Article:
By MARSHA MERCER
What’s wrong with this picture? The commander in chief orders 30,000 more troops to war in Afghanistan, and the nation is riveted on a couple of glittery White House party-crashers.
But not entirely. We’re also gripped by a golfer’s extramarital adventures. The day after President Obama’s televised speech, a cable TV network invited viewers to answer this urgent question: Do you accept Tiger Woods’ apology?
And in the nation’s capital, where it’s always about who’s up and who’s down, pundits debate the implications of Obama’s new Afghanistan strategy on next year’s congressional elections.
President Kennedy had it right. Life is unfair.
Fair would be turning first to the men and women in uniform and their families who sacrifice to keep us safe. Fair would be saying thank you to troops for going yet another extra mile. Fair would find everybody on the home front pitching in to try to lessen the burden for those who serve.
Don’t get me wrong. I understand that we’re in tough times, and many people have lost their jobs and homes. We all know life is unfair, and everybody needs a break. Few morsels are as delicious as the foibles of the rich and famous. I get why the top search word on Google the other day was “transgressions,” which Tiger Woods used in his online apology. That so many wanted to know the definition would be funny -- if it weren’t a sad commentary on our priorities.
We need to remember what’s important. The disconnect between civilian and military life occurs partly because we have an all-volunteer force. Only one-half of 1 percent of Americans serve in the military. With such a small group bearing so heavy a burden, it’s easy – unless you live near a military base -- to live as if the nation were at peace.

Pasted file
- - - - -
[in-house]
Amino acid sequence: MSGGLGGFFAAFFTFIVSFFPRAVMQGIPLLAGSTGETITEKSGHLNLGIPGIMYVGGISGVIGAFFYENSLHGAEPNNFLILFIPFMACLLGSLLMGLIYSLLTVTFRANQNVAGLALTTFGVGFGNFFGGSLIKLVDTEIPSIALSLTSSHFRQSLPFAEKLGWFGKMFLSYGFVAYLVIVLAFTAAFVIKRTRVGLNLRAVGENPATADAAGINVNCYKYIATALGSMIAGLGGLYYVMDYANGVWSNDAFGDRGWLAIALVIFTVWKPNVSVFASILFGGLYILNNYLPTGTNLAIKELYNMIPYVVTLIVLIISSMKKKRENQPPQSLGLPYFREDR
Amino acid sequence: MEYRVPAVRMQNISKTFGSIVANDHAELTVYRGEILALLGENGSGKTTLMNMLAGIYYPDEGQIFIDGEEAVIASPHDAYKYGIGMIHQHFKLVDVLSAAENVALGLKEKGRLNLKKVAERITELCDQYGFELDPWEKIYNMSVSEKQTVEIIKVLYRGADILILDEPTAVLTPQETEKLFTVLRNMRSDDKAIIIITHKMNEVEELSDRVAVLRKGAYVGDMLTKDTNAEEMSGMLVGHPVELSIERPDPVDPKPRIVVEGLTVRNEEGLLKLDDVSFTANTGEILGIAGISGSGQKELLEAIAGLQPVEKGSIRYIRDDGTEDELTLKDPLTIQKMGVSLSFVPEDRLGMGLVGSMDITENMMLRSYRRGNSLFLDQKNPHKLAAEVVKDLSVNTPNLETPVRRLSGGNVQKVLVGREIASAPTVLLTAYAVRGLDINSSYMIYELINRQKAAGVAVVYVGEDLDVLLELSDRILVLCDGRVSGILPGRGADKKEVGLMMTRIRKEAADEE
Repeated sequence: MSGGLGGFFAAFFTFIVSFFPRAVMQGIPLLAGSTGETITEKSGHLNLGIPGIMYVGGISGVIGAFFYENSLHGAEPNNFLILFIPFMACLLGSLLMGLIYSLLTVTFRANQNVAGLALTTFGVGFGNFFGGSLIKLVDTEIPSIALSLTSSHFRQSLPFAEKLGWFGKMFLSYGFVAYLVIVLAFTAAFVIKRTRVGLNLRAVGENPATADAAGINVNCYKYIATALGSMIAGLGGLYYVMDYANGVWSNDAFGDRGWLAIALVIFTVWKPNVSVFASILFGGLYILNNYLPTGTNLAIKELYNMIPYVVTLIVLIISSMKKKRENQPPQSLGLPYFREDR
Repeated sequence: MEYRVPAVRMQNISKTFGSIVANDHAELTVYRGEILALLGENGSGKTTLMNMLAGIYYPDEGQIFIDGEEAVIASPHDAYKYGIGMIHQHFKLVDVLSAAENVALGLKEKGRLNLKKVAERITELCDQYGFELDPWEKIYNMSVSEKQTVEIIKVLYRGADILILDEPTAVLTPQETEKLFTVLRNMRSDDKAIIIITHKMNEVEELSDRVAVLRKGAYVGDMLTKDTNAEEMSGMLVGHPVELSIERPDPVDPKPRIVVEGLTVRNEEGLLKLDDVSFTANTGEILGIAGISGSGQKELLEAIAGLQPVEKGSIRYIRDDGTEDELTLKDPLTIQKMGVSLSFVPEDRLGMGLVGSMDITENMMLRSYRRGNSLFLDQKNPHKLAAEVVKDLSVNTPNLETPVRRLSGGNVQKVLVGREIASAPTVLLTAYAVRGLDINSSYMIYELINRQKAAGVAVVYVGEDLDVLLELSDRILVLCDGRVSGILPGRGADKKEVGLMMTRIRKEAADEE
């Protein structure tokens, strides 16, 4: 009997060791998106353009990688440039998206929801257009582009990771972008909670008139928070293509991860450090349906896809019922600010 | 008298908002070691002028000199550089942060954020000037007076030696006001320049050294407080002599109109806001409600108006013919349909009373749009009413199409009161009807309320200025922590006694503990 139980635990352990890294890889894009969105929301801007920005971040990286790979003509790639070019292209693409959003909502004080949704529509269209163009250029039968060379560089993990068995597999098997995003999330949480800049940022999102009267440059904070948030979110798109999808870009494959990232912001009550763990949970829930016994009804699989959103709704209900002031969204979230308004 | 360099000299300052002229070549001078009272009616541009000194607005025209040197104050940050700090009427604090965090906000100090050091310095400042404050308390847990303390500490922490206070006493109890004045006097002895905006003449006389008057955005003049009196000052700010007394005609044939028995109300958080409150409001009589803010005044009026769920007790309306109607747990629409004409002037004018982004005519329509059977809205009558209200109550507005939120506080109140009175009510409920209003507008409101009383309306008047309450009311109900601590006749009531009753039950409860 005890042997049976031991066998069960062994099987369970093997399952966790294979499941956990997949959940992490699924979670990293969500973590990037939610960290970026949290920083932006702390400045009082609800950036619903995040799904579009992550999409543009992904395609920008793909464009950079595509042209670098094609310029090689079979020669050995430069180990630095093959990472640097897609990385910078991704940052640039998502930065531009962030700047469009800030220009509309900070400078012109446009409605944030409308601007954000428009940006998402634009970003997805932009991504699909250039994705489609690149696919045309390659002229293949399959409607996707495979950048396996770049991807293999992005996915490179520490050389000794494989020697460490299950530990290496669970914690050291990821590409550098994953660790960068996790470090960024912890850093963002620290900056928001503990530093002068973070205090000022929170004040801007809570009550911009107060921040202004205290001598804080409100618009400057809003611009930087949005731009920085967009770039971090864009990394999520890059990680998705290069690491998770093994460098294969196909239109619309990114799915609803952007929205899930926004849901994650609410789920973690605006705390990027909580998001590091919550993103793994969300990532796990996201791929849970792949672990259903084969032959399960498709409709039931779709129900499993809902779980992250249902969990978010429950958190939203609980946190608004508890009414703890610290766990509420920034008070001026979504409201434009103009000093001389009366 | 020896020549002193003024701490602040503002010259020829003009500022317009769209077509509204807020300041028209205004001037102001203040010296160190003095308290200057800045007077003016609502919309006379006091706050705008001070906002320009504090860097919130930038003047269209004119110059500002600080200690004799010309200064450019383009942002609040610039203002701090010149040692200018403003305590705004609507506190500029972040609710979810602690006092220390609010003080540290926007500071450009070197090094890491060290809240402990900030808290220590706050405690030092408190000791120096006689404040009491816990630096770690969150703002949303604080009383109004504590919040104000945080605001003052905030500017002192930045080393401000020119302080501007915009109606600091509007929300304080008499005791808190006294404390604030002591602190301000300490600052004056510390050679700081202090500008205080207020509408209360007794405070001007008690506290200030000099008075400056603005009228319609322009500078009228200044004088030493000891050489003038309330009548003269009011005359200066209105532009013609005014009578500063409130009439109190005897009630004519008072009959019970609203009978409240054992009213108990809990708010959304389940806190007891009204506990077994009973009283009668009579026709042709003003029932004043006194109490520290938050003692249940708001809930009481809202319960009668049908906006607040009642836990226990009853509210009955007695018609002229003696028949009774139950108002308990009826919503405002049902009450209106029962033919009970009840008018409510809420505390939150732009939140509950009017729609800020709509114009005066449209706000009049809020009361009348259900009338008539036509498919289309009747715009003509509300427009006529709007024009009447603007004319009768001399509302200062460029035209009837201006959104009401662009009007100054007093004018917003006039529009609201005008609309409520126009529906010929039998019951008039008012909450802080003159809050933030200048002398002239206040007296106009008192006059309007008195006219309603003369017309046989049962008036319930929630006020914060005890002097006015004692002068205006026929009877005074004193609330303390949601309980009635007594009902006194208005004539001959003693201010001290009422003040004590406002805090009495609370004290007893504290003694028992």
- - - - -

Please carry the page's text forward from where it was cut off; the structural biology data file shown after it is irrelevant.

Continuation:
Meanwhile, tired troops endure multiple, revolving deployments, and families wait and worry at home. Sadly, they’re used to it. Life is unfair.
Wondering about the context of Kennedy’s remark, I found the transcript of a March 1962 presidential news conference. A reporter asked JFK about protests by military reservists who had been mobilized during the Berlin crisis the previous fall and were eager to be released.
“There is always inequity in life. Some men are killed in a war and some men are wounded, and some men never leave the country, and some men are stationed in the Antarctic and some are stationed in San Francisco,” the president said. “It's very hard in military or in personal life to assure complete equality. Life is unfair.”
More than four decades later, military morale is suffering and suicides of active-duty personnel are up for the fifth straight year. The additional troops will head into harm’s way in a war that’s supported by less than half the people.
Fifty-two percent of Americans surveyed by Gallup last month said they thought the cost of the war in Afghanistan in money and lives was not worth it. People were split on whether it would be better to draw down troops (45 percent said yes) or add more troops (46 percent).
Obama tried to rally support by evoking the country’s unity when the war in Afghanistan started, “bound together by the fresh memory of a horrific attack, and by the determination to defend our homeland and the values we hold dear.”
He said, “I refuse to accept the notion that we cannot summon that unity again. I believe with every fiber of my being that we – as Americans – can still come together behind a common purpose.” He’s still an optimist.
His new approach of sending at least 30,000 more troops next year and beginning to withdraw troops in July 2111 is getting kicked from the left and the right. Some Democrats argue we should send no more troops, while Republicans argue that the 18-month timeline to begin withdrawal is too soon and tips our hand.
Rarely mentioned, however, are the men and women who will obey the orders and risk their lives for us. They won’t rake in a fortune or fame or live a luxurious lifestyle. Life is unfair. We owe them.
© 2009 Marsha Mercer. All rights reserved.